Southern California Law Review
land use, property rights, Standard Zoning Enabling Act
Land Use Law | Law
For the past century, property rights-and in particular development rights-have been circumscribed and largely defined by comprehensive local land use regulations. As any student of land use knows, zoning across the country shares a common DNA. Despite their local character, zoning limits on development rights in almost every American jurisdiction share a deep family resemblance borne from their common origin in the Standard Zoning Enabling Act ("SZEA"). Zoning for much of the twentieth century therefore converged around a core goal of separating incompatible uses of land as a kind of ex ante nuisance prevention. Of course, zoning went much farther than the common law of nuisance, but its animating justification was to minimize the externalized impacts of certain kinds of intensive development.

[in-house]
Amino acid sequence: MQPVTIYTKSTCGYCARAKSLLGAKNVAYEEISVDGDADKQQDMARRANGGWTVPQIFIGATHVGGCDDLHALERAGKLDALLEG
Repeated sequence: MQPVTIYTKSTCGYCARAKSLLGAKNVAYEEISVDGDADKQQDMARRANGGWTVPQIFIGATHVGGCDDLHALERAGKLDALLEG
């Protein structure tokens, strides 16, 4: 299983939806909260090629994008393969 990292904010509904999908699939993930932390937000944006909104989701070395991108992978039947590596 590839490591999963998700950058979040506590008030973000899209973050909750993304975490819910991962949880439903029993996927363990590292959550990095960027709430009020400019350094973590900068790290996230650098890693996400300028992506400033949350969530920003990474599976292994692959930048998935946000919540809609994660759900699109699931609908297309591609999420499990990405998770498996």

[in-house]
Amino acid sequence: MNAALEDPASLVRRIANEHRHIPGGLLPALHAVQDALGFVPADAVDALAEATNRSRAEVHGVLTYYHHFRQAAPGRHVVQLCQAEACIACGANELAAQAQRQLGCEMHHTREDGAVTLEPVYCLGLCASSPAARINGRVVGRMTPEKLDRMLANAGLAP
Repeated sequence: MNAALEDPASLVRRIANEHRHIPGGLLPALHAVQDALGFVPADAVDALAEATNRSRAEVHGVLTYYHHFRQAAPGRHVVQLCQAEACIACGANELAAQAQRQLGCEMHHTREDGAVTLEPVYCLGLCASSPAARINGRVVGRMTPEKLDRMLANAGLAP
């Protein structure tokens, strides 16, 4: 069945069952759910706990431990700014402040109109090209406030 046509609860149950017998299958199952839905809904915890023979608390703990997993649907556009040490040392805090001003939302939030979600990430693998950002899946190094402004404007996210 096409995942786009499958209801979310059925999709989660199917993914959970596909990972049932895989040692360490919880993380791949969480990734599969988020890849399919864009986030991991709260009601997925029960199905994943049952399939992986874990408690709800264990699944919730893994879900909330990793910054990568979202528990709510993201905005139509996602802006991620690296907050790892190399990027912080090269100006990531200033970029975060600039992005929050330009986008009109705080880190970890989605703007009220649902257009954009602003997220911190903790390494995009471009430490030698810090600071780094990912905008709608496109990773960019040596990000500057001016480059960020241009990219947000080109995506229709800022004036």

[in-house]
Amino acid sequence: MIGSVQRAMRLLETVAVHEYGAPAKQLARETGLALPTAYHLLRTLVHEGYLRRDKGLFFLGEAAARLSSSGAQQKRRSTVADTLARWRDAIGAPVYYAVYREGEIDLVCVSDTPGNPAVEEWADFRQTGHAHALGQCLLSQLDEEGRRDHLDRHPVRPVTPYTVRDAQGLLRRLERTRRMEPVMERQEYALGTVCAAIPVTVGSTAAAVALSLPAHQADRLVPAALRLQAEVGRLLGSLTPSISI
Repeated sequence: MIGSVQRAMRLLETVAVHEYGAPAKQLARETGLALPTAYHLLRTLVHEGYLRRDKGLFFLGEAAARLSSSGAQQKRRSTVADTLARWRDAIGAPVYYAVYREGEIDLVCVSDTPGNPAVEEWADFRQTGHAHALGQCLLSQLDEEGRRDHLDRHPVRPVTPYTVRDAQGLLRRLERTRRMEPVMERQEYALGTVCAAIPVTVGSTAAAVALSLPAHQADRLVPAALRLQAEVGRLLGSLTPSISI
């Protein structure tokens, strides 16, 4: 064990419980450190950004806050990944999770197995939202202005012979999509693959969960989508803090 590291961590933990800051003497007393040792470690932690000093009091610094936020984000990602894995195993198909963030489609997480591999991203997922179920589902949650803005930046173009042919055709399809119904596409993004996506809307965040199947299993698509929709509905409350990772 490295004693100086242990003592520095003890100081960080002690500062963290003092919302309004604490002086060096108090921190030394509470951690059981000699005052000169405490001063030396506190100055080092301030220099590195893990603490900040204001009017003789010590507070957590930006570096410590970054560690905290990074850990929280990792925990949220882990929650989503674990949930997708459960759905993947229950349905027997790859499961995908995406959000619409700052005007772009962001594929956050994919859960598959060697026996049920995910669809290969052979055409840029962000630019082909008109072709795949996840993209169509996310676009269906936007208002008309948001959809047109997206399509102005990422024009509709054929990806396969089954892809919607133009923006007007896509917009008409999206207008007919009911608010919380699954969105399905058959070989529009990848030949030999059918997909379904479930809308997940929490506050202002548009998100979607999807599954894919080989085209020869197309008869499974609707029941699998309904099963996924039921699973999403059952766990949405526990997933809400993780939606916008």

Divergence in Land Use Regulations and Property Rights, 92 Southern California Law Review. 1055
Available at: https://scholarship.law.vanderbilt.edu/faculty-publications/1131